'It’s time to get it done': Jim Leonhard is ready for Wisconsin to show growth on the football field

MADISON – Even before Paul Chryst was fired Sunday, the hard conversations that come following two blowout Big Ten losses were being had.

Actually, in some regard they’d probably been had over the last month as the Wisconsin football team dropped three of its last four games.

That is the competitive nature sports foster. When situations go bad, coaches and players look in the mirror, rewatch the game and talk out problems in order to figure out what went wrong and what corrections are necessary.

The challenge now, the way interim coach Jim Leonhard sees it, is to execute those changes.

“The messaging in this building is always very consistent with what we expect, what we demand from our players to hold each other accountable,” he said. “To me it’s time to show it. There is no special talk. There is no players-only meeting. There’s no coaches-only meeting. It’s getting it done at this point.

“We know the issues. We know we have to play better. There is no talking anymore. It’s time to get it done. That is what I’m excited about. It’s the action piece of it.”

Wisconsin’s first chance to turn around its season begins at 2:30 p.m. Saturday at Northwestern.

The Badgers (2-3 overall, 0-2 Big Ten) will take the field ranking last in league games in total offense and 13th out of 14 teams in total defense.

On Tuesday, Leonhard addressed some of the issues behind the team's struggles as well as his expectations. Given his role as defensive coordinator, he was more familiar with the issues on that side of the ball as well as more comfortable discussing them.

Interim head coach Jim Leonhard wants to see the Badgers get back to playing a physical style of ball that leans on the run game, which is anchored by sophomore Braelon Allen.
Interim head coach Jim Leonhard wants to see the Badgers get back to playing a physical style of ball that leans on the run game, which is anchored by sophomore Braelon Allen.

His strongest comments about the unit's play against Illinois pertained to consistency.

“That game was such a mystery of you call a play, you get the exact same play called against you. One goes for nothing. One goes for a big play for them," he said. "That’s the type of consistency we’ve been dealing with. … Is it a trust factor? Is it eyes? What is the issue? That is where we went on defense. How do we make it as tight as we need to give guys confidence?”

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Leonhard hesitated to offer specifics on what ails the offense beyond playing cleaner but did express a desire to see that unit, and the team as a whole, to regain some of the characteristics that have been identified with Wisconsin football.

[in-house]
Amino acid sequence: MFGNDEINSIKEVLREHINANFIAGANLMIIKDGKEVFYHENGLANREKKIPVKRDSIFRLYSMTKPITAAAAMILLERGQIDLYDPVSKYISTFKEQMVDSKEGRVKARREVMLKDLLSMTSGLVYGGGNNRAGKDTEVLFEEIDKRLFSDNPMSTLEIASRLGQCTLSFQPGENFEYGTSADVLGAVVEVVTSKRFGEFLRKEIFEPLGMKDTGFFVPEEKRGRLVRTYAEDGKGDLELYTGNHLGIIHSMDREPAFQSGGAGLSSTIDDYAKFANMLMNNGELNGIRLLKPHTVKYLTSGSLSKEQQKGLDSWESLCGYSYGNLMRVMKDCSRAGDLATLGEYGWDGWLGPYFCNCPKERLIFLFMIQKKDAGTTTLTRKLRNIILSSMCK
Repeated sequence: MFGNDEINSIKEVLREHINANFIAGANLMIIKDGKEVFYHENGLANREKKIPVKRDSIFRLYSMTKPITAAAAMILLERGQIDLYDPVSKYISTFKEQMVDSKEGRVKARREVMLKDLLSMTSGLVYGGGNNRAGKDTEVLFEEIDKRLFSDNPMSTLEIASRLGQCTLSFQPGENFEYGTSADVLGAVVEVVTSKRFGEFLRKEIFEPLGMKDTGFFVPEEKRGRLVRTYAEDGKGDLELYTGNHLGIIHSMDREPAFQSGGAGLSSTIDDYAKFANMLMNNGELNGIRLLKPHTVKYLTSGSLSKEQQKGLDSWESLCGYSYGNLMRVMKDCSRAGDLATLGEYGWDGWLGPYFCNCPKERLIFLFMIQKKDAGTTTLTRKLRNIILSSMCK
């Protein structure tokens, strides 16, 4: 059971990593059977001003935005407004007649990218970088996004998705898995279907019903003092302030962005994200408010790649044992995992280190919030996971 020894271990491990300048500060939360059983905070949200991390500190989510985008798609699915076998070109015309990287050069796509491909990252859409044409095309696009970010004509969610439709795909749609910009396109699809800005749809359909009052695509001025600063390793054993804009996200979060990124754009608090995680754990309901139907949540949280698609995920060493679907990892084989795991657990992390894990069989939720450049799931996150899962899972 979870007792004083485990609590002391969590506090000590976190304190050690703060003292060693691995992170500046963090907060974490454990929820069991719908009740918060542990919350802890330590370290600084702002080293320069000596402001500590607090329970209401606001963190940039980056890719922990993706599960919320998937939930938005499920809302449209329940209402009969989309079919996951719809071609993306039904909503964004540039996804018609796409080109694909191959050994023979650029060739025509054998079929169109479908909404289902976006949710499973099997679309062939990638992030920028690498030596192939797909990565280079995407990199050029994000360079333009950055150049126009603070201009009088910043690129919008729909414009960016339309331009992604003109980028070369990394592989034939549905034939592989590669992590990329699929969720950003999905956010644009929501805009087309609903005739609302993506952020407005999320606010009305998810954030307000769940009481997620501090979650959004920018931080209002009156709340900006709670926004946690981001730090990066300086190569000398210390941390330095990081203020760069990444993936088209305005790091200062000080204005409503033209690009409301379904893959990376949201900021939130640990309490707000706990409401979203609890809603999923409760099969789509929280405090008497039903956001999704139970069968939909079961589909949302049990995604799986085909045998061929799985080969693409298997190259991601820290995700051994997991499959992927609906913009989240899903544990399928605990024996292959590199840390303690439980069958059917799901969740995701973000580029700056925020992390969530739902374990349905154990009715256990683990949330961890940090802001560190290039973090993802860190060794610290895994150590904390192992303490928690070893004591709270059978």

“I think we’ve always prided ourselves on a physical style of play up front," he said. "We’re going to run the ball and play-action. We’re going to work our play-action off of that. To me, I just want clean football. Penalties (in) all phases, we’ve got to clean things up. We’ve got to tighten up what we do if that is what gets it done. We’ve got to demand these guys to be accountable for style of play.

“I think we’ve been getting outplayed and that is why the last two games have ended the way they have. That’s been our calling card. We’re going to out-physical you. We’re going to outplay you. We’re going to see if you’re willing sit in there for four quarters and just battle.”

The good news for Wisconsin is that only one Big Ten West division game has been played. That will give the team plenty of time to make corrections as well as rebound from the emotional toll Chryst's firing has had on some of the players. That has been one of the biggest jobs for Leonhard during his first couple of days in charge of the program.

However, he has also stressed that a great opportunity still is within reach for the team.

“I think that is the huge part of trying to take the emotion out of it,” Leonhard said. “All right guys, take a look at what the big picture is. If we start playing good football we’re OK. We are still in position to reach a lot of the goals that we set at the beginning of the year and you’ve got to take it a game at a time. You have to turn it around.… You string together some games and all of sudden you’re a dangerous team again.”

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This article originally appeared on Milwaukee Journal Sentinel: Wisconsin interim coach Jim Leonhard wants Badgers to show growth